What’s changed?

From the beginning of March 2015, new laws against drug driving have come into force in England and Wales.¹ It is now an offence to drive with certain drugs above a specified level in your blood. The limits for all illegal drugs are extremely low – taking just a small amount of an illegal drug could put you over the limit.²

Police will now also be able to use “drugalyser” devices at the roadside if they suspect a driver of drug driving. These devices test for drugs such as cannabis and cocaine, and the driver will be arrested if the results are positive. Officers will also be able to test for drugs including ecstasy, LSD, ketamine and heroin at a police station, even if a driver passes the roadside check.³


What prescription drugs are included?⁴

As well as illegal drugs, eight legal ‘medicinal’ drugs are also covered in the new legislation:

  • Clonazepam
  • Diazepam
  • Flunitrazepam
  • Lorazepam
  • Methadone
  • Morphine
  • Oxazepam
  • Temazepam


[symple_box color=”gray” fade_in=”false” float=”center” text_align=”left” width=””] You can find all the limits of both the illegal and legal drugs here.


The prescription drugs I take are included in the new laws, what should I do?

First of all, don’t panic! The limits set for prescription drugs exceed normal prescribed doses. This means that you should be fine as long as you don’t take more than the recommended dosage. However if you’re concerned, it might be worth consulting your doctor or pharmacist about whether your prescription drugs can impact driving and discussing your options with them.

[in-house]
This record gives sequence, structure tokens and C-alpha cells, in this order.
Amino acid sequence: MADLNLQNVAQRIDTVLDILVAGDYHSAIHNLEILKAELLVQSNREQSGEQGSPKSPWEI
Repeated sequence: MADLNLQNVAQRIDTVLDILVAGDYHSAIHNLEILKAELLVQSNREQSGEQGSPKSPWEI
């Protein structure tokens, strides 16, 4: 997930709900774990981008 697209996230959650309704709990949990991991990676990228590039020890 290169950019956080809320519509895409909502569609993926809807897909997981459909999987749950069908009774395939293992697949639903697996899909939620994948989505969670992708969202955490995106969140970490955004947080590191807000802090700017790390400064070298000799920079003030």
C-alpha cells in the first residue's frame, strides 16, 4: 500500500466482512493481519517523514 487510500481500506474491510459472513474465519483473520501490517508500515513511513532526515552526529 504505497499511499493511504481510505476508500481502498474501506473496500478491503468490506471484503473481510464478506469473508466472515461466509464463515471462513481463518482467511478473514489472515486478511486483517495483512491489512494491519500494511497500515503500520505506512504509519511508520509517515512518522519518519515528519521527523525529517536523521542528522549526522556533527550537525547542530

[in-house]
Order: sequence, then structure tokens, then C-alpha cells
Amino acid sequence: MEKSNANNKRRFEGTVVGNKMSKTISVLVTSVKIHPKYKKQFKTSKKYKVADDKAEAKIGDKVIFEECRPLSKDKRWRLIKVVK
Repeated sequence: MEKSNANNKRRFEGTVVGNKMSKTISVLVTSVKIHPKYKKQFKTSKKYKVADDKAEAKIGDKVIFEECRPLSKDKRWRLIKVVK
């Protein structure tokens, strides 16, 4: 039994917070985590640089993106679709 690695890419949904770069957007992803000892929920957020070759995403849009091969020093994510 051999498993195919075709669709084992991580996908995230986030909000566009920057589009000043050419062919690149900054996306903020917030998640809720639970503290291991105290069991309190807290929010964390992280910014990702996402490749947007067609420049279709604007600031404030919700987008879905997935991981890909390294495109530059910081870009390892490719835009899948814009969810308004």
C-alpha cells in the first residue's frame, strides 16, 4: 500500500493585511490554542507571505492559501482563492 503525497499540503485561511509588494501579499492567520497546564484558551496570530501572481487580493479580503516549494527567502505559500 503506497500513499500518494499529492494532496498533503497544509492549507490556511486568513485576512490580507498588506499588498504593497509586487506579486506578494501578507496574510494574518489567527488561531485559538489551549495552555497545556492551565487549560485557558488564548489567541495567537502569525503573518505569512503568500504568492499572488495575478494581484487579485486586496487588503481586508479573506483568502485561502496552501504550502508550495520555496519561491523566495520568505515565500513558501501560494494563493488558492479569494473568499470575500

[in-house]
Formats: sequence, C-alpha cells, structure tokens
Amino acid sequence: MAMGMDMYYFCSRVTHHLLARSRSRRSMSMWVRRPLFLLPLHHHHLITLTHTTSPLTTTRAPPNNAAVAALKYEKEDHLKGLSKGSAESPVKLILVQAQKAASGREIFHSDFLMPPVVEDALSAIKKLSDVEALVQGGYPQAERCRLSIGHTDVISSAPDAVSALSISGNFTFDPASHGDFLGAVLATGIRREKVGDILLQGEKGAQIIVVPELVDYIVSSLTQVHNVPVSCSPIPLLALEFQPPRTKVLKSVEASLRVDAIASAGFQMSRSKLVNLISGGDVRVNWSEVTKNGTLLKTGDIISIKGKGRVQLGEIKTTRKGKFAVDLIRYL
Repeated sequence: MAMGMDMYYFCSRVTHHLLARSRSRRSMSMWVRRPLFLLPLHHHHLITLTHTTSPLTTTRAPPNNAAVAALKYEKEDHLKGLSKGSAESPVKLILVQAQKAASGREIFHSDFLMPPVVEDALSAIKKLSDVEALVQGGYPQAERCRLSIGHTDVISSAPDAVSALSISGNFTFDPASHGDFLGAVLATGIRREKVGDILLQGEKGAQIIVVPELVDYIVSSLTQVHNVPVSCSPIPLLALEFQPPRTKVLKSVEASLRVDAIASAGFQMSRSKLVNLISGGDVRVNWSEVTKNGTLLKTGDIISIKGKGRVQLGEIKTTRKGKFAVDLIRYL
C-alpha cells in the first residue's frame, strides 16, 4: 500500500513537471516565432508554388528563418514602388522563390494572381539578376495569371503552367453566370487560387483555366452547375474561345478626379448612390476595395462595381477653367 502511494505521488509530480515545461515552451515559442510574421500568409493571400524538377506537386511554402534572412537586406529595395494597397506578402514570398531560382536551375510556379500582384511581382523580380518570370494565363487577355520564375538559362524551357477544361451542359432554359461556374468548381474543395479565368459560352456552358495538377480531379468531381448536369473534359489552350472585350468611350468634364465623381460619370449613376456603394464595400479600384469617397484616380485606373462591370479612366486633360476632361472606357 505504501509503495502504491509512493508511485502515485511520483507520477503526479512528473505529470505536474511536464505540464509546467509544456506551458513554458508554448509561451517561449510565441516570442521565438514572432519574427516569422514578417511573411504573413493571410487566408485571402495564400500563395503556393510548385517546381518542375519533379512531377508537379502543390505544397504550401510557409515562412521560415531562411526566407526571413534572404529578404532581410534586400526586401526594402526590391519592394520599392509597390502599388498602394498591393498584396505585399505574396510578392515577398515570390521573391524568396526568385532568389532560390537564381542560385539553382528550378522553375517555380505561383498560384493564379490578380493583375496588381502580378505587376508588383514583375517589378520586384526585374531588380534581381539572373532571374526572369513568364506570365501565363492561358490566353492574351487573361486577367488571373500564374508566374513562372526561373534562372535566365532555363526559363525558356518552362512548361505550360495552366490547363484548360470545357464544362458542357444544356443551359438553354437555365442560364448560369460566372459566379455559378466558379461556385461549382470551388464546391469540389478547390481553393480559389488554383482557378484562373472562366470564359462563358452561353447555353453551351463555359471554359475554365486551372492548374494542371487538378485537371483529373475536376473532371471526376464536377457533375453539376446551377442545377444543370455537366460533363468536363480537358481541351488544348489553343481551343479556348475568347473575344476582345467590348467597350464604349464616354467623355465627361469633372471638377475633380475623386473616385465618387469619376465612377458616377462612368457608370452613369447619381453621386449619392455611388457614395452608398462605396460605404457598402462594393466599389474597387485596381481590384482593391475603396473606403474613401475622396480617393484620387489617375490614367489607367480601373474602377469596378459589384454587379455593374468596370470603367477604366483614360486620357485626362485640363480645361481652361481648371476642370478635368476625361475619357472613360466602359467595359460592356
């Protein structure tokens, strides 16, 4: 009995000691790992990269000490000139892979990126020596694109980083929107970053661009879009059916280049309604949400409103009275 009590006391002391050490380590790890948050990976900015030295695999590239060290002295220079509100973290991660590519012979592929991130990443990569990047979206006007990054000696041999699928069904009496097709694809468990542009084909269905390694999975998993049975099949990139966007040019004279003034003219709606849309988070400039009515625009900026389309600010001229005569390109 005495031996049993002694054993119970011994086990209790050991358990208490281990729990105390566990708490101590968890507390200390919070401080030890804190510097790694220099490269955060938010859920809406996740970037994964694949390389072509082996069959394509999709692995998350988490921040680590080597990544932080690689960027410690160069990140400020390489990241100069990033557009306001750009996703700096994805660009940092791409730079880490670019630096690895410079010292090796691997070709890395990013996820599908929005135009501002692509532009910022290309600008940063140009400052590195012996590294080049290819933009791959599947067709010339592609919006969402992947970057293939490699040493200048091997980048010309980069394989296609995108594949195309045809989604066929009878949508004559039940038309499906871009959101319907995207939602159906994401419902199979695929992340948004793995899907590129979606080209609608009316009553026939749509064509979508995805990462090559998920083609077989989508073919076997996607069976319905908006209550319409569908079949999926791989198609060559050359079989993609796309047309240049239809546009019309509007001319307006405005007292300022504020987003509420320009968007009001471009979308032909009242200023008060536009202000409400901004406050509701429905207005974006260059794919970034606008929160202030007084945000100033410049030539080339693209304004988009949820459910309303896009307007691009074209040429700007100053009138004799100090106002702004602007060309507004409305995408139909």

Please note: there will be a medical defence if a driver has been taking medication as instructed and is found to be over the limit. THINK! recommends that drivers who are taking prescribed medication at high doses to carry evidence with them, such as prescriptions slips, when driving in case they be asked to take a test by the police.⁵


What are the penalties?⁶

If convicted of drug driving, the penalties are the same as if you are caught drink driving:

  • A minimum one-year driving ban
  • A criminal record
  • A fine of up to £5000/up to 6 months in prison, or both.

Other consequences could include:

  • Job loss
  • Loss of independence
  • A criminal record
  • Increase in car insurance costs
  • Difficulty getting in to countries such as the USA.

Find out more about the consequences of drug driving here.

Check out the new drug drive advert by THINK!:





[1] [3] [4] http://m.bbc.co.uk/news/uk-31683571
[2] [6] http://think.direct.gov.uk/drug-driving.html
[5] http://www.telegraph.co.uk/news/uknews/road-and-rail-transport/11443215/New-drug-driving-rules-am-I-fit-to-drive.html